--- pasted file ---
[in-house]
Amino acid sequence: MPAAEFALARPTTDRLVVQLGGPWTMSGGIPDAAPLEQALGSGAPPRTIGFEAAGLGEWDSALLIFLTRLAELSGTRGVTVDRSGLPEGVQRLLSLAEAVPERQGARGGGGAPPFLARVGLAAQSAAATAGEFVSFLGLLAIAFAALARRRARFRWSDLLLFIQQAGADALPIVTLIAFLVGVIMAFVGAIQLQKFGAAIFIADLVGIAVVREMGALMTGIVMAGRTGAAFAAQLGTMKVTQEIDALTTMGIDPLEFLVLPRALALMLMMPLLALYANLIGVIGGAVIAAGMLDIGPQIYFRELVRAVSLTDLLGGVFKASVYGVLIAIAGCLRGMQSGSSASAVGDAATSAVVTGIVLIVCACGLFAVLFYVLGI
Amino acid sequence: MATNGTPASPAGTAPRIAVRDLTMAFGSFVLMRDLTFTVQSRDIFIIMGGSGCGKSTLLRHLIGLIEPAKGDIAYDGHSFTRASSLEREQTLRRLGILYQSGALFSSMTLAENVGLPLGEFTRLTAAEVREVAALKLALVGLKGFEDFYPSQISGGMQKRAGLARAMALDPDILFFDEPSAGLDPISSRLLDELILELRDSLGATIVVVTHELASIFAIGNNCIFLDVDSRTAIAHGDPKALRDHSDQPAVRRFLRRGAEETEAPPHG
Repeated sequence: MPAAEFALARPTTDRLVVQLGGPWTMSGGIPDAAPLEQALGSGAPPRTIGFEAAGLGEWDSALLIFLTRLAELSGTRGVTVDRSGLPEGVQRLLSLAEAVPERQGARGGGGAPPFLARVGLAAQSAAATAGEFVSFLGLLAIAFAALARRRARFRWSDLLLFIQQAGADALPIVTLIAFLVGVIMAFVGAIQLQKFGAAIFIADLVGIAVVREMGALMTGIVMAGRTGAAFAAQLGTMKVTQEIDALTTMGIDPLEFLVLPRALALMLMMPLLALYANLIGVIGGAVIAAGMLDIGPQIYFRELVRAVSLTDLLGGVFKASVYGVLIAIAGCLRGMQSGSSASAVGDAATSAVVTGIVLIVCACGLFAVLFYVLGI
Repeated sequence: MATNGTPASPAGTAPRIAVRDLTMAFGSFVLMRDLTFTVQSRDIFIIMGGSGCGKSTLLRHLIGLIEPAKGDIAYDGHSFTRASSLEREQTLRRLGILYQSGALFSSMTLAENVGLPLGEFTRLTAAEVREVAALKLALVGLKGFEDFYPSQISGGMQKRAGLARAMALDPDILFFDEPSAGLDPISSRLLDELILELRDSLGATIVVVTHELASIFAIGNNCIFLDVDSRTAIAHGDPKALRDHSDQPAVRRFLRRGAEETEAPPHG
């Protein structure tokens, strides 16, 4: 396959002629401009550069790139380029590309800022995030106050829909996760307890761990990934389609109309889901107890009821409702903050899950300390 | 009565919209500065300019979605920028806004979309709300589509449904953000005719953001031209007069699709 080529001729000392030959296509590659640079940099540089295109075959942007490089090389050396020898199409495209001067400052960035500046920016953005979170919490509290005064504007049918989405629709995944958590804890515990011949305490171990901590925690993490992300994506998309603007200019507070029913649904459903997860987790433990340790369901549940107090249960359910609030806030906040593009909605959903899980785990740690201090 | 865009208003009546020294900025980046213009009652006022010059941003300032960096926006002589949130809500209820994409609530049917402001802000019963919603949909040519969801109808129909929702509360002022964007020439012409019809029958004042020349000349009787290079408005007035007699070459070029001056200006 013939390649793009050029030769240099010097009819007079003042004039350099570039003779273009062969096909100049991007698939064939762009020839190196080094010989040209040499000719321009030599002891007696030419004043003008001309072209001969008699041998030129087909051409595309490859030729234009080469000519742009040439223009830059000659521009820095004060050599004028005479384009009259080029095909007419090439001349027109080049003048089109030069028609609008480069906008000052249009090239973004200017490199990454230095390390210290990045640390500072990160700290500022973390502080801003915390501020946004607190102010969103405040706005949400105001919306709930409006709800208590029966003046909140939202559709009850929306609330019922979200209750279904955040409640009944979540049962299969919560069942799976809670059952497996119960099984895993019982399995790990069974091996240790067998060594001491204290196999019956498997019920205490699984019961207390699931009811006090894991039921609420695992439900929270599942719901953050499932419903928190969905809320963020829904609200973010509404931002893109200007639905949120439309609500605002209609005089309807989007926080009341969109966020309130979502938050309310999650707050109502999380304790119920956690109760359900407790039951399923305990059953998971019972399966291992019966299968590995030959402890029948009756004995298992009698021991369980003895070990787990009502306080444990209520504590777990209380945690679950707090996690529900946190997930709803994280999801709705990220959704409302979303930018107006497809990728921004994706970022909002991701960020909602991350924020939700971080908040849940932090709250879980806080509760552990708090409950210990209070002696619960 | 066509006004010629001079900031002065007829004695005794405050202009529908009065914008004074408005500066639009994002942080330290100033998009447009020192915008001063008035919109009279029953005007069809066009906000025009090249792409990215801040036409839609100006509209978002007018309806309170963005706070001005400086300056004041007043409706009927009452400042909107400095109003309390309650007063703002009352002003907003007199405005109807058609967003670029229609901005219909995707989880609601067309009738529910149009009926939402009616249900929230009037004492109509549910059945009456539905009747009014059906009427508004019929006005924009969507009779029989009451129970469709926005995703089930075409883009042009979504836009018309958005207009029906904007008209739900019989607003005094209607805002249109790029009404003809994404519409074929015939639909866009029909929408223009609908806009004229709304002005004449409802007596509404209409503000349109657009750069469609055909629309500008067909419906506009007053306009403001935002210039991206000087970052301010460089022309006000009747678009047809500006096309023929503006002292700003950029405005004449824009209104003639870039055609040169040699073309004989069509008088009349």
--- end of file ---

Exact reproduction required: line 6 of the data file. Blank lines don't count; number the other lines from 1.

């Protein structure tokens, strides 16, 4: 396959002629401009550069790139380029590309800022995030106050829909996760307890761990990934389609109309889901107890009821409702903050899950300390 | 009565919209500065300019979605920028806004979309709300589509449904953000005719953001031209007069699709 080529001729000392030959296509590659640079940099540089295109075959942007490089090389050396020898199409495209001067400052960035500046920016953005979170919490509290005064504007049918989405629709995944958590804890515990011949305490171990901590925690993490992300994506998309603007200019507070029913649904459903997860987790433990340790369901549940107090249960359910609030806030906040593009909605959903899980785990740690201090 | 865009208003009546020294900025980046213009009652006022010059941003300032960096926006002589949130809500209820994409609530049917402001802000019963919603949909040519969801109808129909929702509360002022964007020439012409019809029958004042020349000349009787290079408005007035007699070459070029001056200006 013939390649793009050029030769240099010097009819007079003042004039350099570039003779273009062969096909100049991007698939064939762009020839190196080094010989040209040499000719321009030599002891007696030419004043003008001309072209001969008699041998030129087909051409595309490859030729234009080469000519742009040439223009830059000659521009820095004060050599004028005479384009009259080029095909007419090439001349027109080049003048089109030069028609609008480069906008000052249009090239973004200017490199990454230095390390210290990045640390500072990160700290500022973390502080801003915390501020946004607190102010969103405040706005949400105001919306709930409006709800208590029966003046909140939202559709009850929306609330019922979200209750279904955040409640009944979540049962299969919560069942799976809670059952497996119960099984895993019982399995790990069974091996240790067998060594001491204290196999019956498997019920205490699984019961207390699931009811006090894991039921609420695992439900929270599942719901953050499932419903928190969905809320963020829904609200973010509404931002893109200007639905949120439309609500605002209609005089309807989007926080009341969109966020309130979502938050309310999650707050109502999380304790119920956690109760359900407790039951399923305990059953998971019972399966291992019966299968590995030959402890029948009756004995298992009698021991369980003895070990787990009502306080444990209520504590777990209380945690679950707090996690529900946190997930709803994280999801709705990220959704409302979303930018107006497809990728921004994706970022909002991701960020909602991350924020939700971080908040849940932090709250879980806080509760552990708090409950210990209070002696619960 | 066509006004010629001079900031002065007829004695005794405050202009529908009065914008004074408005500066639009994002942080330290100033998009447009020192915008001063008035919109009279029953005007069809066009906000025009090249792409990215801040036409839609100006509209978002007018309806309170963005706070001005400086300056004041007043409706009927009452400042909107400095109003309390309650007063703002009352002003907003007199405005109807058609967003670029229609901005219909995707989880609601067309009738529910149009009926939402009616249900929230009037004492109509549910059945009456539905009747009014059906009427508004019929006005924009969507009779029989009451129970469709926005995703089930075409883009042009979504836009018309958005207009029906904007008209739900019989607003005094209607805002249109790029009404003809994404519409074929015939639909866009029909929408223009609908806009004229709304002005004449409802007596509404209409503000349109657009750069469609055909629309500008067909419906506009007053306009403001935002210039991206000087970052301010460089022309006000009747678009047809500006096309023929503006002292700003950029405005004449824009209104003639870039055609040169040699073309004989069509008088009349």